The city of Spokane is getting an oil change as part of its effort to promote environmental sustainability.
Officials recently announced that the city’s 1,400 vehicles will now be running on re-refined motor oil, a product made from waste oil.
The change is part of Mayor Mary Verner’s focus on environmental awareness.
Gene Jakubczak, Spokane’s fleet services director, said re-refined oil performs as well or better than motor oil made from virgin crude, and using it reduces U.S. reliance on foreign imports while conserving fossil fuels.
The downside is cost. The city is paying 25 cents a gallon more for re-refined oil than for oil from virgin crude, he said.
That amounts to an extra $2,300 a year for the bulk purchases.
“That’s an extremely minimal hit in the scheme of things,” Jakubczak said of the cost.
Oil’s lubricating ability does not go away once it’s been used. Re-refining removes contaminants from waste oil, which is then blended with new additives.
Virgin oil goes through much the same process. “There’s dirt in it when it comes from the ground,” Jakubczak said.
The oil is being purchased from a local supplier through a contract negotiated by the state.
Despite its apparent availability to government agencies, not many agencies around the region report using it.
Spokane Transit Authority, Spokane County’s road department and the state Department of Transportation in Spokane use motor oil made from virgin crude, those agencies reported.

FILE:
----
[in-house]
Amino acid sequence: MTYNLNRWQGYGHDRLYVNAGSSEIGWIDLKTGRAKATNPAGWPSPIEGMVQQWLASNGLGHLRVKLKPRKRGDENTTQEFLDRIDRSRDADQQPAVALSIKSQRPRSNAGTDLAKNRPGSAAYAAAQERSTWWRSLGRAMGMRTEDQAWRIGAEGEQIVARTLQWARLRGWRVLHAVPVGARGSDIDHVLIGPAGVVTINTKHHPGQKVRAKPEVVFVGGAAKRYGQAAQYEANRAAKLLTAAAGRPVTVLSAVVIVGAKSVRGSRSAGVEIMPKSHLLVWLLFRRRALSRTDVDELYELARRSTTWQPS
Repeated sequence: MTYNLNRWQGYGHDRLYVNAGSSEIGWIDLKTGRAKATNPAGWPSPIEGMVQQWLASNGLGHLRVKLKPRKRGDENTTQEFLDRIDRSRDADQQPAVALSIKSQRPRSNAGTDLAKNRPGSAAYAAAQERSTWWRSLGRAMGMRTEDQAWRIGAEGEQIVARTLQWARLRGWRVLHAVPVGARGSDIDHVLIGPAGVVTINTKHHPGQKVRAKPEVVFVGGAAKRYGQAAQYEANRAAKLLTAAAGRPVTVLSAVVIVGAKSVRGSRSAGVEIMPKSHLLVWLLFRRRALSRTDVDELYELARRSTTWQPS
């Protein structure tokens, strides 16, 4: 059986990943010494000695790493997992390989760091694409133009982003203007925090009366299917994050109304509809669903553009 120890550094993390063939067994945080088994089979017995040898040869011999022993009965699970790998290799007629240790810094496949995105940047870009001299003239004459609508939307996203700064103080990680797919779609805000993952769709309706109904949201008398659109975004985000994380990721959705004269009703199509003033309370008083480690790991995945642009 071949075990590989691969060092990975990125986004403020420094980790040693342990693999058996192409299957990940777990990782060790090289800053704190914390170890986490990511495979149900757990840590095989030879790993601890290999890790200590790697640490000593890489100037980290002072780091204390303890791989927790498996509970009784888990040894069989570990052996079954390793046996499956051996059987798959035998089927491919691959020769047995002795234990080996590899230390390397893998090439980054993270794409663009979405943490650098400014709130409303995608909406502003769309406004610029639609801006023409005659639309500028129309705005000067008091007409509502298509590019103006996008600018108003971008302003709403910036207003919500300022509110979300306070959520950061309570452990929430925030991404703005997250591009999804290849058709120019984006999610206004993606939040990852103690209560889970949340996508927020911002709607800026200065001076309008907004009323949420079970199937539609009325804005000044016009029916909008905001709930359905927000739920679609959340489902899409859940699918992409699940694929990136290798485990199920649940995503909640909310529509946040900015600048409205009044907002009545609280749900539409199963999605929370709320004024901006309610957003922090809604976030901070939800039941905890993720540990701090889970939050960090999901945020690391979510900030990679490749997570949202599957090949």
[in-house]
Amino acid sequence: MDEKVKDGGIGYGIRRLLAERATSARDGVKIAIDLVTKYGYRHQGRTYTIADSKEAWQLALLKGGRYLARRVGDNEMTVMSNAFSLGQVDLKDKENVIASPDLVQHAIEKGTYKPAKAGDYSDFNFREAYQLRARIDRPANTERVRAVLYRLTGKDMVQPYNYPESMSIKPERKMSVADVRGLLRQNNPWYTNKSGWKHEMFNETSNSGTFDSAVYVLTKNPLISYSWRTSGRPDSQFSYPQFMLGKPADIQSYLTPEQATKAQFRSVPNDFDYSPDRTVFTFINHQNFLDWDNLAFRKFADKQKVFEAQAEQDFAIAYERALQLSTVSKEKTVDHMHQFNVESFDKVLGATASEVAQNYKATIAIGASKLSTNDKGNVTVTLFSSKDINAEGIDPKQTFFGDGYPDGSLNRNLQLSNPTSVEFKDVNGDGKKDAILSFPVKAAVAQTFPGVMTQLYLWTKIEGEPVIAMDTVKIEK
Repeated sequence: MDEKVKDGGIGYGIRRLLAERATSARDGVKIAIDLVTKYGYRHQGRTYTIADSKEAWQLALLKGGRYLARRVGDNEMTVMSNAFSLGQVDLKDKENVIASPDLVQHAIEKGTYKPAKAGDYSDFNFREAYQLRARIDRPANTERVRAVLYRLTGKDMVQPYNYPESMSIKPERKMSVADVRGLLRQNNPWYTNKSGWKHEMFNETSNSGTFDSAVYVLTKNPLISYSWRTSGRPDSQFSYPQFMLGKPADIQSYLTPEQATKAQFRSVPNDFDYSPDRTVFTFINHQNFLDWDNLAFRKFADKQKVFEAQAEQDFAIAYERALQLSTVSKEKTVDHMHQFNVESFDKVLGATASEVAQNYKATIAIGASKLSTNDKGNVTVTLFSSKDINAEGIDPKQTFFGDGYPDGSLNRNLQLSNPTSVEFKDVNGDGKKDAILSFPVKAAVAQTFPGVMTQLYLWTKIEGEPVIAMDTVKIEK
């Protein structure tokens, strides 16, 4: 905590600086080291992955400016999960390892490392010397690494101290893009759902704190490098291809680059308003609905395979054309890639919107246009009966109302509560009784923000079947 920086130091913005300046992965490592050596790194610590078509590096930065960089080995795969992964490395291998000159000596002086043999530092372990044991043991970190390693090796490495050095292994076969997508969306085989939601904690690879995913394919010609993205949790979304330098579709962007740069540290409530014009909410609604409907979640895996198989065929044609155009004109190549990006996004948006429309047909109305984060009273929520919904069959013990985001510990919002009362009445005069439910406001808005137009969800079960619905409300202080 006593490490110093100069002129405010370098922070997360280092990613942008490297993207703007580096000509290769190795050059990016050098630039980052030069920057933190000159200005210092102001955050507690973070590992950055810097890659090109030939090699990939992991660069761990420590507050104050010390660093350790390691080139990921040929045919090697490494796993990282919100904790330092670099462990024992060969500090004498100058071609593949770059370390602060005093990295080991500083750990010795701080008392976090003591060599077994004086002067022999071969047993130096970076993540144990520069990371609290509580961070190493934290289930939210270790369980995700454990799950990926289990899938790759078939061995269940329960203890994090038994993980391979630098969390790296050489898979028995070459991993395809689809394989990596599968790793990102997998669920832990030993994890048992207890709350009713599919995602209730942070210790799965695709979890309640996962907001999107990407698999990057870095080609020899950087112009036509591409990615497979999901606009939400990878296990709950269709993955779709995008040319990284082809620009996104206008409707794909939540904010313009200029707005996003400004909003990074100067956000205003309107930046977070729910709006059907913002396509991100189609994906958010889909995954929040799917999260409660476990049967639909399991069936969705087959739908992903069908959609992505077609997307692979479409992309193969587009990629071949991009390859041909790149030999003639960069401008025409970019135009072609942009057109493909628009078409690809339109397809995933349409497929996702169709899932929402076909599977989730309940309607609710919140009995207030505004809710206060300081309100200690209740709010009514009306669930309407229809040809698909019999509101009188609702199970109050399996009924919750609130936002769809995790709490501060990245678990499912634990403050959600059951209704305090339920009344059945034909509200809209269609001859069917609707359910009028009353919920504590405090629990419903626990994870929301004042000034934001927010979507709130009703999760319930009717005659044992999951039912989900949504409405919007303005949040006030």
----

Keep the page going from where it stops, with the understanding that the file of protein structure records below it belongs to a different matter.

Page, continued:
The Idaho Transportation Department uses synthetic oil in its heavier trucks and a petroleum and synthetic blend in lighter vehicles. It hopes to go to all synthetic oils in the near future, a spokesman said.
A Washington DOT spokesman said road crew supervisors use top-line oil made from virgin crude to ensure reliability.
Jakubczak said he believes that reliability and quality are not at issue because re-refined oil “is as good or better than virgin product.”
•A pavement repair project funded through federal economic stimulus moneys gets started today on U.S. Highway 195 between Interstate 90 and Hatch Road, a distance of about five miles.
The work will be done on a single lane at a time, forcing traffic to be reduced to one lane adjacent to the repair work as the project moves across the area segment by segment.
Crews will be sinking dowel bars into panels of concrete to anchor and stabilize them from tipping or settling. Some panels will be replaced.
•The state Department of Transportation will be doing pavement repair on the Hamilton Street Bridge south of I-90 starting today. As a result, the eastbound I-90 off ramp to Hamilton Street will be reduced to one lane between 8 a.m. and 3:30 p.m. through Thursday.
•Work is resuming on a north Spokane freeway project to create an underpass for U.S. Highway 2 where it will cross beneath the freeway near Farwell Road. Southbound traffic remains restricted to one lane.
States share ride-share program
Idaho is making its ride-sharing program more accessible to motorists and commuters in a collaborative program with Washington.
Residents can go to RideshareOnline.com and learn about commuting options in the two states.
The site describes itself as a “gateway to free information on travel options and incentive programs for commute and non-commute trips. It also offers tools for employers to implement effective commute reduction programs.”
A sober St. Pat’s
Not to rain on anyone’s St. Patrick’s Day, but law officers in the region want party people to know that they are on the lookout for intoxicated and drugged drivers this week.
They said they want residents to be responsible and to use designated drivers or take cabs if they consume.
The effort, which began Friday, continues through Sunday.
Joining the Washington State Patrol on the emphasis are law officers from Spokane County, Spokane, Spokane Valley, Cheney, Liberty Lake, Airway Heights and Eastern Washington University.